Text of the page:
At 32-37", 720p will be fine at normal viewing distances. If you can get a better deal in contrast ratio or color performance with the low resolution, do it. Up/downconverting should be good enough in all current sets to handle network broadcasts or compressed video, which are low bandwidth streams.

However, if you're watching downloaded TV shows via computer, then I think the 1080i is a better choice, just for the computing resolution.
post #39 of 65
Quote:
Originally Posted by otc View Post
What's the deal with resolutions? Obviously 1080P gets you the most pixels and has you ready for 1080p games and bluray but what if I don't watch bluray or own a system that can do 1080p? I know that some of the networks broadcast 720P while others do 1080i. When I download TV shows, they come in with 720 lines (and I watch most TV this way). If I am going for a mid-sized set (32 or 37"), is it better to go 1080p and have to scale up all of the 720 content or go 720p and have to scale down the 1080i broadcast (which I don't really watch that much of).
Agree with NYF. While content generally looks better at its native resolution, on 32"- 37" display, you probably will not see a difference from a few feet away. If you do plan to connect the display to your PC I would try to get the 1080 display for clearer text, etc. IMHO, 1080p is where all HD is slowly moving.
Quote:
Originally Posted by Brian SD View Post
Low lighting has always benefited TV viewing. For decades, people have been lowering the blinds, turning off the lights, etc. to reduce glare. Or am I just living in crazy world here?
Given that CRTs were made of glass I'm sure people were trying to avoid reflections long before plasmas came along. A lot of the big ass crt rear-projection TVs popular in the '80s were pretty dim, IMO, and would look much better in a dark environment.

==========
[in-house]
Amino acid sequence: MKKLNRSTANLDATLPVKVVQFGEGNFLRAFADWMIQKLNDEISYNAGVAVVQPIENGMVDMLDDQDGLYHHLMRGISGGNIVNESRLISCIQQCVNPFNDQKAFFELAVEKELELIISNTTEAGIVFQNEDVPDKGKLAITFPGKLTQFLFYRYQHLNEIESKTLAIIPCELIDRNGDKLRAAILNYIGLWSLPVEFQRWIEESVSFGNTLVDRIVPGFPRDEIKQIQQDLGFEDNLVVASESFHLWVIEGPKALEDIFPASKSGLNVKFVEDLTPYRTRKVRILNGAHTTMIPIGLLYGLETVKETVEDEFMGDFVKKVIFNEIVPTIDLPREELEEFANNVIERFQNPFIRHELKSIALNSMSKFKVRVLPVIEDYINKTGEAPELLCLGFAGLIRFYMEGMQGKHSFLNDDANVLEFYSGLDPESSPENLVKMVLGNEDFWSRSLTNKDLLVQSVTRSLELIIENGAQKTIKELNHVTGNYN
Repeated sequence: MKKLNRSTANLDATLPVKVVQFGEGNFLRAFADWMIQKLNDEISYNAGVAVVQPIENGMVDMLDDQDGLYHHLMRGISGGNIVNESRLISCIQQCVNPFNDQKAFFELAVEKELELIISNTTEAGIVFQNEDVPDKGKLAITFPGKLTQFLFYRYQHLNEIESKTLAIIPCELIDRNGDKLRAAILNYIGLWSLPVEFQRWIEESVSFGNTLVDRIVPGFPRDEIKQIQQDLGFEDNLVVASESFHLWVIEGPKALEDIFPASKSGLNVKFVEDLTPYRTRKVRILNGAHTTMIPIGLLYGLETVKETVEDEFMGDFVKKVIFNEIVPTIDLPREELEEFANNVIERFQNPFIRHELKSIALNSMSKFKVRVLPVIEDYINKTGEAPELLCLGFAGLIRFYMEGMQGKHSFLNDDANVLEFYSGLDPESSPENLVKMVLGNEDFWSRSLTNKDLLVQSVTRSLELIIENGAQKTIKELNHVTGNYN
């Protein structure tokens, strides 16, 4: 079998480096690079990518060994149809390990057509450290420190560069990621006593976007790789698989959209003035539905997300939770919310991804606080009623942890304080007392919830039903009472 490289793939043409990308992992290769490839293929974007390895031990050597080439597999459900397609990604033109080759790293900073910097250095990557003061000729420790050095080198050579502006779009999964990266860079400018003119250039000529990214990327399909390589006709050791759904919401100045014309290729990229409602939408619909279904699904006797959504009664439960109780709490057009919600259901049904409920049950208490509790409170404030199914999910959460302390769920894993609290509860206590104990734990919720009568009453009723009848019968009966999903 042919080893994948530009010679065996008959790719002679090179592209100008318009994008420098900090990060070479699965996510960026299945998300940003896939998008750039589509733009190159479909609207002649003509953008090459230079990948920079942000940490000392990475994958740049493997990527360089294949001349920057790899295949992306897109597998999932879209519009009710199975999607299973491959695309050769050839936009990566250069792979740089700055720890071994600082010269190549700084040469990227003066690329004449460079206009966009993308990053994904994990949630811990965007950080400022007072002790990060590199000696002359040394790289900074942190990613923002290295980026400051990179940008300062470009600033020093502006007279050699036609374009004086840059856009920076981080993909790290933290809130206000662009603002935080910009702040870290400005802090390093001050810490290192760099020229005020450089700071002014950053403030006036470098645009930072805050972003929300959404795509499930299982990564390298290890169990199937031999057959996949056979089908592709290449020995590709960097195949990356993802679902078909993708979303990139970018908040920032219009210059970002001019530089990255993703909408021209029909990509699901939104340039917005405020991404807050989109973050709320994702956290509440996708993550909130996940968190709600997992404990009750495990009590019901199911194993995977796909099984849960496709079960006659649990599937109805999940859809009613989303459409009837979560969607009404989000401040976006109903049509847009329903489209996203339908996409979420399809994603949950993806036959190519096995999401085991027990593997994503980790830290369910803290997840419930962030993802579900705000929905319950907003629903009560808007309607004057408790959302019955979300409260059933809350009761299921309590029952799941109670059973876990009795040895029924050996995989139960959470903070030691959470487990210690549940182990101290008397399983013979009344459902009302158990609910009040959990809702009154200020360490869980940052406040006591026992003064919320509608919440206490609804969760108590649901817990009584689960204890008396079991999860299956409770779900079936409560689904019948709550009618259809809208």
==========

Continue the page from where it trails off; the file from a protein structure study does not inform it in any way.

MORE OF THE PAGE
post #40 of 65
In order to get the best bang for the buck, you should do some more research by reading the expert reviews for various brands of televisions while comparing their respective LCD TV ratings as well. Just saying.
post #41 of 65
Quote:
Originally Posted by Verno Inferno View Post
NOTE TO THOSE CONSIDERING PLASMA: Since CNET feels a little badly for rating this plasmas so highly and sky-rocketing their sales, they are posting Editor's Notes on all their Panasonic reviews with a link to Panasonic's explanation: http://news.cnet.com/8301-17938_105-...?tag=mncol;txt The word on the street is that Panasonic's 2010 plasmas will also be using the Kuro tech that they purchased from Pioneer. Some of you may know that the Pioneer Kuro's were the best damn TVs on Earth, but were way too expensive for this economy. So if you are considering a plasma, I'd wait to see what Panasonic offers this Spring.
What a kick in the balls.... I was JUST getting ready to do all of my research & shopping around (with the Panasonic's preferably at the top of my list), and now we run into this. I went to the Audio/Video forum mentioned in the story, and now my eyes are glazed over and my head hurts (see user-name)! Seriously, though... what's the best way to stay on top of this (with information for the common man)? I was hoping to pull the trigger in the next couple of weeks, but could wait a bit if I had to. Oh, and BTW... nifty forum. Thanks again, guys.